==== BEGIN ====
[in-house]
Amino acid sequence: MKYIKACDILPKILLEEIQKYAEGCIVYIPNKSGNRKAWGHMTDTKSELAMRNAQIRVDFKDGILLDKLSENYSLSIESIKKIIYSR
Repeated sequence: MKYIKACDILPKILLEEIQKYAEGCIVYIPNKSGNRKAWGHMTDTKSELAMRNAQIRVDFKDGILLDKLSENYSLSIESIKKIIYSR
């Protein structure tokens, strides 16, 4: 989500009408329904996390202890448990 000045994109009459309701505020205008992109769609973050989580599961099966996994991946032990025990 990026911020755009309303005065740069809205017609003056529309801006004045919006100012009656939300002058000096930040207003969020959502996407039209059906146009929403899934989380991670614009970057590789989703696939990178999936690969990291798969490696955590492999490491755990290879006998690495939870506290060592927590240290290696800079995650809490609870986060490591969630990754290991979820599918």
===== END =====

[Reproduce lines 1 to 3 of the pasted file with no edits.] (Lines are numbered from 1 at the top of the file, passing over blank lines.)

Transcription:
[in-house]
Amino acid sequence: MKYIKACDILPKILLEEIQKYAEGCIVYIPNKSGNRKAWGHMTDTKSELAMRNAQIRVDFKDGILLDKLSENYSLSIESIKKIIYSR
Repeated sequence: MKYIKACDILPKILLEEIQKYAEGCIVYIPNKSGNRKAWGHMTDTKSELAMRNAQIRVDFKDGILLDKLSENYSLSIESIKKIIYSR